Yesterday, officials at Fresno State University convened a press conference to announce the initiation of what they promised would be a “long” investigation into the tweets of Professor Randa Jarrar following the death of former First Lady Barbara Bush. Meanwhile, Fresno State president Joseph Castro took to local television to condemn the tweets as “not just a free speech issue,” but one of “common decency and respect,” which he views as “what a university is about.” When asked whether termination of the tenured professor was an option, Castro responded that “all options are on the table,” a threat he also made on a Fresno-area radio show. Speaking to The Fresno Bee, Castro added: “This was beyond free speech. This was disrespectful.”
Today, a coalition of civil liberties organizations — the ACLU of Northern California, Defending Rights & Dissent, Electronic Frontier Foundation, Foundation for Individual Rights in Education, National Coalition Against Censorship, PEN America, Project Censored, and the Thomas Jefferson Center for the Protection of Free Expression — sent a letter to Castro reminding him that there is no First Amendment exception for “disrespectful” speech. We explain in the letter, as FIRE did yesterday, that the First Amendment restricts the disciplinary consequences that a public university — a government actor bound by the First Amendment — may impose on a professor for speech expressed in her private capacity on matters of public concern, which undoubtedly include the Bush family and the Iraq War.
As the Supreme Court once opined in another case arising out of California:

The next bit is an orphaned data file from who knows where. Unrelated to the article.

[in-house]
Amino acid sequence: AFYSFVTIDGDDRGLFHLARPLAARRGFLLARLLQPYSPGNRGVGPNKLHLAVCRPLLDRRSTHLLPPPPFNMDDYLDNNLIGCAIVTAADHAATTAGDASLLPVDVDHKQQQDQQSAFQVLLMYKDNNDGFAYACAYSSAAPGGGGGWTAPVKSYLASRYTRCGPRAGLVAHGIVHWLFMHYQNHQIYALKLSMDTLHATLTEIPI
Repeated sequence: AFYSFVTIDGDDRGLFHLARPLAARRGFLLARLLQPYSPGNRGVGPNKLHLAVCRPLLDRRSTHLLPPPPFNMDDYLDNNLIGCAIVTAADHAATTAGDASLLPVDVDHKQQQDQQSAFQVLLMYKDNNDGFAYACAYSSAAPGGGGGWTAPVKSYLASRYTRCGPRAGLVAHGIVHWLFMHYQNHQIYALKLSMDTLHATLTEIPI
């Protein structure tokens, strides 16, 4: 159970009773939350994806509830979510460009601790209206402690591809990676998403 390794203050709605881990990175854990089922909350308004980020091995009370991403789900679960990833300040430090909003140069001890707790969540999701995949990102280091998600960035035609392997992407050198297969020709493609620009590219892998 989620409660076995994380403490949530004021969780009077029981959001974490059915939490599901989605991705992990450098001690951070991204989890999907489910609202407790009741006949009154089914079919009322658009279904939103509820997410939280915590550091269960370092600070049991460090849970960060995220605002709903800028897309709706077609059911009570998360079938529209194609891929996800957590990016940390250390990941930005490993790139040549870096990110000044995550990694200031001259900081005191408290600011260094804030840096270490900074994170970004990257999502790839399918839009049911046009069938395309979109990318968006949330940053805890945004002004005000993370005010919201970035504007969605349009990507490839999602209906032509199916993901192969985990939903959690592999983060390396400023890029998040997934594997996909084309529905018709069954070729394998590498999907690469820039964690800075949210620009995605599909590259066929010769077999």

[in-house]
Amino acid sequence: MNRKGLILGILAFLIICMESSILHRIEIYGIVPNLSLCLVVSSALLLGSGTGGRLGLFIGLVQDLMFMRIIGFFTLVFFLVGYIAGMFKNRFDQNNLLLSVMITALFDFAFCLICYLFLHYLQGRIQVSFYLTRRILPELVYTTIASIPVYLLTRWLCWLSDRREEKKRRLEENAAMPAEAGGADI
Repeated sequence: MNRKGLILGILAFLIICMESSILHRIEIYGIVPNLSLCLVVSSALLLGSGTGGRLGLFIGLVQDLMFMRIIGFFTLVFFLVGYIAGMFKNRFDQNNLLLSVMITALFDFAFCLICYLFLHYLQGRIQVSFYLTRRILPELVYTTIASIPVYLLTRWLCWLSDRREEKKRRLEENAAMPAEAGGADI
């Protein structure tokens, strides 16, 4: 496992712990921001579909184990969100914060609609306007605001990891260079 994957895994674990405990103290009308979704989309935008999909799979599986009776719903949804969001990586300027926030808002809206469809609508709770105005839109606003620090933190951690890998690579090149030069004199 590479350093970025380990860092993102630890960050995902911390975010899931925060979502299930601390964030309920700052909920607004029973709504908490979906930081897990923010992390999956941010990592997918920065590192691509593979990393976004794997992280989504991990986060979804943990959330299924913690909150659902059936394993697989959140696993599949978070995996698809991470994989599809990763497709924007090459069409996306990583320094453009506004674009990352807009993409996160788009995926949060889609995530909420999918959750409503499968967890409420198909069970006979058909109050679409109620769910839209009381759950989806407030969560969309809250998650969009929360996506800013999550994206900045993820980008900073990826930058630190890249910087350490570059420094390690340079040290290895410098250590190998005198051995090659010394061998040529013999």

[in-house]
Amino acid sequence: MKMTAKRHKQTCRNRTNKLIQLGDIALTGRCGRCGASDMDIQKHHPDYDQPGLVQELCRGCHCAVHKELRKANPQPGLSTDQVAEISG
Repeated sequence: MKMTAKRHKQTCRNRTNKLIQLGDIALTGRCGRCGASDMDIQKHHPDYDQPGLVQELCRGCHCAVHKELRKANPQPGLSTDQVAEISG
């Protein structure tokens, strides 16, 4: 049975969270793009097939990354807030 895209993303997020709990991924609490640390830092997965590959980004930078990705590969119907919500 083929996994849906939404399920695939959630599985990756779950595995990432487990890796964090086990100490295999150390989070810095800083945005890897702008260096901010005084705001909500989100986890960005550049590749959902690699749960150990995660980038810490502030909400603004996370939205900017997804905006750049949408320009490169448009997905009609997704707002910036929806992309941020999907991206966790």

The constitutional right of free expression is powerful medicine in a society as diverse and populous as ours. It is designed and intended to remove governmental restraints from the arena of public discussion, putting the decision as to what views shall be voiced largely into the hands of each of us, in the hope that use of such freedom will ultimately produce a more capable citizenry and more perfect polity and in the belief that no other approach would comport with the premise of individual dignity and choice upon which our political system rests. . . .
To many, the immediate consequence of this freedom may often appear to be only verbal tumult, discord, and even offensive utterance. These are, however, within established limits, in truth necessary side effects of the broader enduring values which the process of open debate permits us to achieve. That the air may at times seem filled with verbal cacophony is, in this sense not a sign of weakness but of strength.
Here is the letter, which explains how the First Amendment applies to Fresno State: